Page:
Games Studies 2: Industry and Production FTV5066
- Academic Session: 2021-22
- School: School of Culture and Creative Arts
- Credits: 40
- Level: Level 5 (SCQF level 11)
- Typically Offered: Semester 2
- Available to Visiting Students: No
- Available to Erasmus Students: No
This course will look at the construction and composition of the video games industry. Key texts relating to the theories that underpin games design and the digital creative industries will form the basis of an active, critical examination of games development, while practical exercises will provide hands-on experience of many aspects of this process.
10x2 hour sessions (1 hour lecture and 1 hour seminar)
5x2 hour masterclass
5x2 hour workshop
Requirements of Entry
Standard entry to Masters at College level
Assessment 1 (25%) - Practical Skills Assessment Part 1: Product Pitch. In this assessment students will develop and present a pitch for a new game. Students will be required to follow industry practice in designing, assembling and presenting written, oral and visual material (5 minutes).
Assessment 2 (25%) - Practical Skills Assessment Part 2: Game Design Documents. For this task students are required to develop game design documents that demonstrate their ability to follow standard industry practice (1500 words).
Assessment 3 (50%) - Written Report/Essay: Students are required to write a report or an essay on one aspect of the video game production process, evaluating the effectiveness of current practices (3000 words).
The course aims to:
■ Explore and examine the historical development of the video game industry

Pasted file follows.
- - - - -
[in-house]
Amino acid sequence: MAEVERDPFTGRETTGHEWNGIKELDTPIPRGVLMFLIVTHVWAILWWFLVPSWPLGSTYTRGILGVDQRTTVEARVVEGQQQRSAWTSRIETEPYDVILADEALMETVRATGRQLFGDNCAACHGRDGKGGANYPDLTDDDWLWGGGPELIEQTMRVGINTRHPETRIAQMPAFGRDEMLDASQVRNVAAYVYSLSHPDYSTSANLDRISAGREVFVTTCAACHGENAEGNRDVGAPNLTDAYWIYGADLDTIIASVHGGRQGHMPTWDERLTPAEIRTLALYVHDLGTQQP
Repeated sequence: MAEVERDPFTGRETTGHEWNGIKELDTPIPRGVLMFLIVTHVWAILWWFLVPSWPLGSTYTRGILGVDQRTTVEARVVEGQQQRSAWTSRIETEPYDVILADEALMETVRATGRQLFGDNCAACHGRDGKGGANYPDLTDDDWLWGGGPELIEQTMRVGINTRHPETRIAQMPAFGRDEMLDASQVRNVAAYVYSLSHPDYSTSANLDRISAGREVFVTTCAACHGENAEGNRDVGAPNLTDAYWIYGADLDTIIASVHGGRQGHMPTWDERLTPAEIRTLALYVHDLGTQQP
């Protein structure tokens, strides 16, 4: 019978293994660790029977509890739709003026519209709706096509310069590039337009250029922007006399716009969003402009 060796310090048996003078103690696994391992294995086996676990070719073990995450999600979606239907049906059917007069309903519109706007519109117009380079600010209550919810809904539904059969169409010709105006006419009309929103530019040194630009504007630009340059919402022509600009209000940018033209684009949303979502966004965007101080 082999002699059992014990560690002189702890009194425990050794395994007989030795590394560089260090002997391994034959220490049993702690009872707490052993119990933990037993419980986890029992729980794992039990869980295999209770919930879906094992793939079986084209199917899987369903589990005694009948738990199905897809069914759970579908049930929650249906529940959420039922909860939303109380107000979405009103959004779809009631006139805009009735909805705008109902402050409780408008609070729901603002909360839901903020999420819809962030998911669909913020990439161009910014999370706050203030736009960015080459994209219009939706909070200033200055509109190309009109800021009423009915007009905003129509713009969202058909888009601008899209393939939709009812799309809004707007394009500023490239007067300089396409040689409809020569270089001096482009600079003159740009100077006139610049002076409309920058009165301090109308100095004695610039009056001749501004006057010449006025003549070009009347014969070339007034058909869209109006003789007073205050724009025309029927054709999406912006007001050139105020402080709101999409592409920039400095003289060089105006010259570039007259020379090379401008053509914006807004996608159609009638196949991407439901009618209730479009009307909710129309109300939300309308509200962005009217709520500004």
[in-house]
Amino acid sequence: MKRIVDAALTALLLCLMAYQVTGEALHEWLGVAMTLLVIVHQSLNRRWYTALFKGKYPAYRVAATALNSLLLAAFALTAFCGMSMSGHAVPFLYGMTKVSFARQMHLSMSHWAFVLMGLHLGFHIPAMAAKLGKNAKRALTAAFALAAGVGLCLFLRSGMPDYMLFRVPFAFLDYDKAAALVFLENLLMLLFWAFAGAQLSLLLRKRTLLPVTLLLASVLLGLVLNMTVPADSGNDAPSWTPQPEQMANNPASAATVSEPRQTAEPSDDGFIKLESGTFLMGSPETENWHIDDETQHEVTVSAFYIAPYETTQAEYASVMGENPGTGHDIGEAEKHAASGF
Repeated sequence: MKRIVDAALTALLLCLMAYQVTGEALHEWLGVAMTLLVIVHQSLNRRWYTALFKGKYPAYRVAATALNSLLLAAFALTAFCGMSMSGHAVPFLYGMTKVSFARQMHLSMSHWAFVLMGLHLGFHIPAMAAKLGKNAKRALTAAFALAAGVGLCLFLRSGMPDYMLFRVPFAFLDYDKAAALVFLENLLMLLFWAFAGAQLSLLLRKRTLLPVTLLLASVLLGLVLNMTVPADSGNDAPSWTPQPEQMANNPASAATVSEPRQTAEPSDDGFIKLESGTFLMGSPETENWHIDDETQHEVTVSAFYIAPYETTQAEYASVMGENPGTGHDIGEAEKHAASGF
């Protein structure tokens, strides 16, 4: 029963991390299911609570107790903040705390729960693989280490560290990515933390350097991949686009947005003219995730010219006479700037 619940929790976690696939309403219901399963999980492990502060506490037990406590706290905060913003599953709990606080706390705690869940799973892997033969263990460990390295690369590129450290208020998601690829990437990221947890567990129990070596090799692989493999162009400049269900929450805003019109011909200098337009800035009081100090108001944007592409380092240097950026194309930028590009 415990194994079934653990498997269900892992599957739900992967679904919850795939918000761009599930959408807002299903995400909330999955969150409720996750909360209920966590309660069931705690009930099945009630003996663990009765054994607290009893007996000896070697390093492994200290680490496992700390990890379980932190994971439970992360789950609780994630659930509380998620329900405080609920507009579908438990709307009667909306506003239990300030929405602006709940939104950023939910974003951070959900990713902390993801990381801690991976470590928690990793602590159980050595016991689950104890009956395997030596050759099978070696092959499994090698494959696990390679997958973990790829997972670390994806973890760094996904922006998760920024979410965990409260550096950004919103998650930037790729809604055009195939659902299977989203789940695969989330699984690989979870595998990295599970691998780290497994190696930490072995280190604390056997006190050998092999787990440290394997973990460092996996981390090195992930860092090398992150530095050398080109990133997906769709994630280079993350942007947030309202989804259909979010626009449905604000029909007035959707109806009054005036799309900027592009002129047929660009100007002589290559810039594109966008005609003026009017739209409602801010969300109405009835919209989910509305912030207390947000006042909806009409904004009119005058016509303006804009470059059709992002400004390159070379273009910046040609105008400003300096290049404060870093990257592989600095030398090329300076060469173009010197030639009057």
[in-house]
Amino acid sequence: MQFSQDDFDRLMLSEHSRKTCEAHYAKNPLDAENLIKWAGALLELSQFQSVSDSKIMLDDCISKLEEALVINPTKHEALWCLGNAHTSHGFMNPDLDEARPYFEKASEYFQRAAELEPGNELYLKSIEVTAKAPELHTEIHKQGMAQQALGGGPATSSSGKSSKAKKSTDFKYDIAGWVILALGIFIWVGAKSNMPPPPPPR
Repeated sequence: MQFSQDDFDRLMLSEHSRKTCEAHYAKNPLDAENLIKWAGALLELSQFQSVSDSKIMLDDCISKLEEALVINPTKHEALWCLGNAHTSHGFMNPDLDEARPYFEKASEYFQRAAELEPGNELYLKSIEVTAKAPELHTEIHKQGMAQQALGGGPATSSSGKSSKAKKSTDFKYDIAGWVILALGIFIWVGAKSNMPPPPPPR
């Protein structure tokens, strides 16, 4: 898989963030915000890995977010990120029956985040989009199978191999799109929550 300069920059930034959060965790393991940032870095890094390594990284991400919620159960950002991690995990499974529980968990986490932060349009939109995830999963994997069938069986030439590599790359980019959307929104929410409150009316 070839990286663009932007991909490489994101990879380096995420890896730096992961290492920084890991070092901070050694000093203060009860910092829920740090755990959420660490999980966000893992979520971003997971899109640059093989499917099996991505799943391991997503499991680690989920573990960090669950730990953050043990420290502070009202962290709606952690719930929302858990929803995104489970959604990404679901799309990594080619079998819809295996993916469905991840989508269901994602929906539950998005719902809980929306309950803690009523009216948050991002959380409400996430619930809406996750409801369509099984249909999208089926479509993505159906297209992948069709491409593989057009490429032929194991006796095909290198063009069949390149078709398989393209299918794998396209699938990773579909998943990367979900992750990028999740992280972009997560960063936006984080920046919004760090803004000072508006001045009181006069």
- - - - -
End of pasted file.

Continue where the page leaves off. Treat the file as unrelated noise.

■ Provide students with the opportunity to develop high level knowledge of current professional practice in the video games industry
■ Engage with current debates around Equality, Diversity and Inclusion in the digital creative industries
■ Provide students with the opportunity to gain experience in professional practice by responding to briefs set around key skill sets in the non-technical elements of the video game industry
Intended Learning Outcomes of Course
By the end of this course students will be able to:
■ Respond to industry briefs related to non-technical roles in video game development, synthesising topics and techniques learned in lectures to create new projects
■ Draw on industry specific skills through the production of game design documents
■ Evaluate current debates in the video game industry and the broader digital creative industries around equality, diversity and inclusion
■ Develop critical knowledge of the global video game industries, its histories and contemporary practices
■ Utilise skills in forward planning, time management and self-evaluation;
■ Utilise information retrieval and research skills.
Minimum Requirement for Award of Credits
Students must submit at least 75% by weight of the components of the course's summative assessment.